The giant space rock, dubbed Asteroid 2006 TS7 or Asteroid 475534, will make a Close Earth Approach in 11 days.
Based on NASA’s calculations, the asteroid will come closest to Earth around 12.59pm UK time (11.59am UTC) on Monday, October 29.
Astronomers at NASA’s Jet Propulsion Laboratory (JPL) in California estimate TS7 measures somewhere between 492ft and 1,115.5ft (150m and 340m) in diameter.
At 1,115 ft, the asteroid stands taller than the Eiffel Tower, San Francisco’s Golden Gate Bridge and is twice the size of St Paul’s Cathedral.
The Great Pyramid of Giza, The Statue of Liberty and Big Ben’s clock tower could all fit inside of the barreling asteroid.
Even at just 492ft, the asteroid is almost 14-times the length of a London double-decker bus.
Accordion to the Purdue University and Imperial College London asteroid impact calculator, an asteroid of this size could cause considerable damage upon impact.
If the asteroid struck a city at 40,510mph (18.11 km per second), it could flatten around 0.721 miles (1.16km) of land, creating a cater 1,010ft-deep (309m).
Worse yet, at the higher end of the estimate, the asteroid could flatter more than two miles (3.5km) of land and create a final crater 1,490ft-deep (454m) or worse.
Thankfully, there is no concern for the safety of the Earth when the asteroid swings by.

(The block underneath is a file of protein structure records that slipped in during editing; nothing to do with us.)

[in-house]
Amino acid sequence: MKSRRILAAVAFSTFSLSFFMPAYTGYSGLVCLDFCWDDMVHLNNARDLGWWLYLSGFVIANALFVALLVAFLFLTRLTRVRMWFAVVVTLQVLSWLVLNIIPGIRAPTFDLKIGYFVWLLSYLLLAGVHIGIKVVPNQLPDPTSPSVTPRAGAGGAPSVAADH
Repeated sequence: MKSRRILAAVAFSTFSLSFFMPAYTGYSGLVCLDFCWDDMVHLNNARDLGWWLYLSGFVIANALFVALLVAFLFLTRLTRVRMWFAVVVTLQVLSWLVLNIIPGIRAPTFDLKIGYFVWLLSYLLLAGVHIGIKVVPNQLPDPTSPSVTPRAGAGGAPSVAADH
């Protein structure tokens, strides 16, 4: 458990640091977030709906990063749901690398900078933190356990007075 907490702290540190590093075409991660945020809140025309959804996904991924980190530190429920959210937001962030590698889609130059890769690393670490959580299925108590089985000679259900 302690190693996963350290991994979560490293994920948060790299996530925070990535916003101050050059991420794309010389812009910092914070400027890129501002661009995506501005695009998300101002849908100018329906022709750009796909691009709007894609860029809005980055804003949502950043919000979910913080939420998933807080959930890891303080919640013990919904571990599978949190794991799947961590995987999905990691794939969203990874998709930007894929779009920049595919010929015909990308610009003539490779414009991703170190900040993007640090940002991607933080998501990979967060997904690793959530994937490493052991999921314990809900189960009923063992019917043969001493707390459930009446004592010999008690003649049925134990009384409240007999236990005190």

Asteroid TS7 will make a so-called Earth Close Approach but the space rock will still be millions of miles from Earth even at its closest.
NASA explained: “As they orbit the Sun, Near-Earth Objects (NEOs) can occasionally approach close to Earth.
“Note that a ‘close’ passage astronomically can be very far away in human terms: millions or even tens of millions of kilometres.”
On October 29, the asteroid will come within 0.01930 astronomical units (au) or 1.79 million miles (2.88 million km) from Earth.
One astronomical unit is the distance between the Earth and the Sun and is used by astronomers as a reference point when calculating distances in space.
In other words, Asteroid TS7 will only come as close 7.51-times the distance from the Earth to the Moon.
But the distances in question are still close enough for NASA and other space agencies to pay attention to the asteroid’s trajectory.
Because of this, NASA labelled the asteroid a Near-Earth Object or asteroid with an orbit closely approaching that of Earth’s.
Once the asteroid safely passes the planet this month, the asteroid will swing around the Sun and return for another Close Earth Approach on October 10, 2019.
The asteroid will make a number of returns in the future, with the next pass expected on July 28, 2025, followed by July 16, 2027.